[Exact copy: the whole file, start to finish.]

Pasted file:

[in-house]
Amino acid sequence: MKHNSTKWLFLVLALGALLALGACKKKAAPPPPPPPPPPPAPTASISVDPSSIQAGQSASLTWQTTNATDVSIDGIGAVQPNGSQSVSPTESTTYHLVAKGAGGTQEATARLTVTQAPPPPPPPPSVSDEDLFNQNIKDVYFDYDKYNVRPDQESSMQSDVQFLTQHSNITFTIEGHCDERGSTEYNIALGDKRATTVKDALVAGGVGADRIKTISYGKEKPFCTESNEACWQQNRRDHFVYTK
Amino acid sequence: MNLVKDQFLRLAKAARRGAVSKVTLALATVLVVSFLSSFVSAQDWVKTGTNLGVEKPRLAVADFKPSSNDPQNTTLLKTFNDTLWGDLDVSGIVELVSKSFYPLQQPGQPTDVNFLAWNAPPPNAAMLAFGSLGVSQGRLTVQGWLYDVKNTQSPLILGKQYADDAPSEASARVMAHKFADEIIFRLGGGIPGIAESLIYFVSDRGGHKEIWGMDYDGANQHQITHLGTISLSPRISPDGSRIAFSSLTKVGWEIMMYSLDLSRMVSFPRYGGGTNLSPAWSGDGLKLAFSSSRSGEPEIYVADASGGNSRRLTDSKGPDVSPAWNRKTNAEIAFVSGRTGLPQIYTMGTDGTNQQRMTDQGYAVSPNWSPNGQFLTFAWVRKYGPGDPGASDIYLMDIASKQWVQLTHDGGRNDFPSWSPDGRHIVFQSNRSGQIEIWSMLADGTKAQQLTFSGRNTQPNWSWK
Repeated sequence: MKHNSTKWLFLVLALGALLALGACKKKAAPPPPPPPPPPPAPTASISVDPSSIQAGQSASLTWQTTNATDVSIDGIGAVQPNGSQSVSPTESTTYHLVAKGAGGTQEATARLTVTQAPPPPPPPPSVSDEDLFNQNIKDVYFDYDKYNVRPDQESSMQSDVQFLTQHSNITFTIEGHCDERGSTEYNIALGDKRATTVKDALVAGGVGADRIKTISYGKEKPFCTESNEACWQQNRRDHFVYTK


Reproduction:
[in-house]
Amino acid sequence: MKHNSTKWLFLVLALGALLALGACKKKAAPPPPPPPPPPPAPTASISVDPSSIQAGQSASLTWQTTNATDVSIDGIGAVQPNGSQSVSPTESTTYHLVAKGAGGTQEATARLTVTQAPPPPPPPPSVSDEDLFNQNIKDVYFDYDKYNVRPDQESSMQSDVQFLTQHSNITFTIEGHCDERGSTEYNIALGDKRATTVKDALVAGGVGADRIKTISYGKEKPFCTESNEACWQQNRRDHFVYTK
Amino acid sequence: MNLVKDQFLRLAKAARRGAVSKVTLALATVLVVSFLSSFVSAQDWVKTGTNLGVEKPRLAVADFKPSSNDPQNTTLLKTFNDTLWGDLDVSGIVELVSKSFYPLQQPGQPTDVNFLAWNAPPPNAAMLAFGSLGVSQGRLTVQGWLYDVKNTQSPLILGKQYADDAPSEASARVMAHKFADEIIFRLGGGIPGIAESLIYFVSDRGGHKEIWGMDYDGANQHQITHLGTISLSPRISPDGSRIAFSSLTKVGWEIMMYSLDLSRMVSFPRYGGGTNLSPAWSGDGLKLAFSSSRSGEPEIYVADASGGNSRRLTDSKGPDVSPAWNRKTNAEIAFVSGRTGLPQIYTMGTDGTNQQRMTDQGYAVSPNWSPNGQFLTFAWVRKYGPGDPGASDIYLMDIASKQWVQLTHDGGRNDFPSWSPDGRHIVFQSNRSGQIEIWSMLADGTKAQQLTFSGRNTQPNWSWK
Repeated sequence: MKHNSTKWLFLVLALGALLALGACKKKAAPPPPPPPPPPPAPTASISVDPSSIQAGQSASLTWQTTNATDVSIDGIGAVQPNGSQSVSPTESTTYHLVAKGAGGTQEATARLTVTQAPPPPPPPPSVSDEDLFNQNIKDVYFDYDKYNVRPDQESSMQSDVQFLTQHSNITFTIEGHCDERGSTEYNIALGDKRATTVKDALVAGGVGADRIKTISYGKEKPFCTESNEACWQQNRRDHFVYTK